Bill Requires Inspections on FHA Loans
Changes are afoot in the Federal Housing Administration (FHA)-
insured home loan program to provide more protection to home
buyers. It looks increasingly likely that either Congress or FHA
will revise the rules to require a closer inspection of the home
for concealed defects or damage, according to The Washington
Post. Under legislation pending in the House of Representatives,
a detailed, professional home inspection would be mandatory
before purchase, with a three-day "cooling-off" period during
which the buyer could refuse the deal.
The bill addresses a major concern about the FHA lending program.
Great numbers of FHA borrowers are moving into homes only to
discover hidden defects--problems that could have been revealed
by a professional home inspection. Of the 800,000 home buyers in
the program, the FHA paid insurance claims on 71,599 defaulted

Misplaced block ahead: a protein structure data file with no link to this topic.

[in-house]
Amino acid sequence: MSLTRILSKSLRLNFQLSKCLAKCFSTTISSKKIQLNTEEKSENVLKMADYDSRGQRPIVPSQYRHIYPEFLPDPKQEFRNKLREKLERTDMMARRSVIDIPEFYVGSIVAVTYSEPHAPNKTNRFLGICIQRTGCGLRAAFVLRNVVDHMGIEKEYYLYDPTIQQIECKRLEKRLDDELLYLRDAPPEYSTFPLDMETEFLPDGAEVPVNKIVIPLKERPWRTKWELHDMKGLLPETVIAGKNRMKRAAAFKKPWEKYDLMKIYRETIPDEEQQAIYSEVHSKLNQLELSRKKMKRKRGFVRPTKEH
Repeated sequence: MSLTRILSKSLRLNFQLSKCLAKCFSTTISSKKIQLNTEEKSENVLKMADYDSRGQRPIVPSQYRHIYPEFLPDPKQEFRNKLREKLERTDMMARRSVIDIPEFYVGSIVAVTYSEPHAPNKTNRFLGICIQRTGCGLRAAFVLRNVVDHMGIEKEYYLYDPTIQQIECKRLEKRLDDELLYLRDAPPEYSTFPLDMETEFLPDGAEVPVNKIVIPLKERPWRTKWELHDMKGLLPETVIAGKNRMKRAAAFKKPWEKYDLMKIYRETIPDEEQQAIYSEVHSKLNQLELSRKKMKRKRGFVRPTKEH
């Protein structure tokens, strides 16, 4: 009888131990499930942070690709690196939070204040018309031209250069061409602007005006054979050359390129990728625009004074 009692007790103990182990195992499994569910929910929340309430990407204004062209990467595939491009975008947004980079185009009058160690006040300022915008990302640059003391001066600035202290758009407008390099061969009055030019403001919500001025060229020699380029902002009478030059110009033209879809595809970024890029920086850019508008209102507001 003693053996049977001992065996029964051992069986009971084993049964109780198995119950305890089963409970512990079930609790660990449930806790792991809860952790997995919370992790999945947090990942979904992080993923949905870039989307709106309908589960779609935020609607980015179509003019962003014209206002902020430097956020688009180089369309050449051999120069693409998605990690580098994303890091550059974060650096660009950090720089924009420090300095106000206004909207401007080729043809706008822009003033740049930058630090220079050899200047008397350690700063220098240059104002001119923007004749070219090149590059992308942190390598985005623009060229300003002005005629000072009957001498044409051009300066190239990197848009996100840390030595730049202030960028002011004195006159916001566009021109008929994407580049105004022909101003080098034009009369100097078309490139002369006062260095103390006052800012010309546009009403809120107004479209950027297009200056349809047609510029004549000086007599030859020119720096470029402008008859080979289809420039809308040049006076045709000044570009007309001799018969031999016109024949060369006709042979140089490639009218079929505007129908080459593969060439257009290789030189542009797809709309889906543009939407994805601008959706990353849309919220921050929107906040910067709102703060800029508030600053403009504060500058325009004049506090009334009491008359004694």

homes last year. Many of those included properties needing
repairs that buyers couldn't afford.
The bill also would require inspections to adhere to standards of
the American Society of Home Inspectors. Home buyers would
select the inspector from a list of qualified trades-people
provided by FHA. Home inspection fees would be capped at $300,
and could be rolled into the mortgage.
Home inspections are frequently used by home buyers to obtain a
thorough, independent evaluation of the home's structure and
systems, prior to the sale. Buyers often include a contingency
in the sales contract that allows the seller to make any
necessary repairs prior to closing, or for the buyer to back out
The current system is nonetheless voluntary. FHA, mortgage
lenders, and real estate trade groups are lining up to oppose the
mandatory nature of the bill. In response to the bill, FHA is
currently working on new "valuation conditions" form that would
force appraisers to look for mechanical and structural defects.
That would allow home buyers to demand repairs or to hire an
inspector to make sure that repairs are done properly.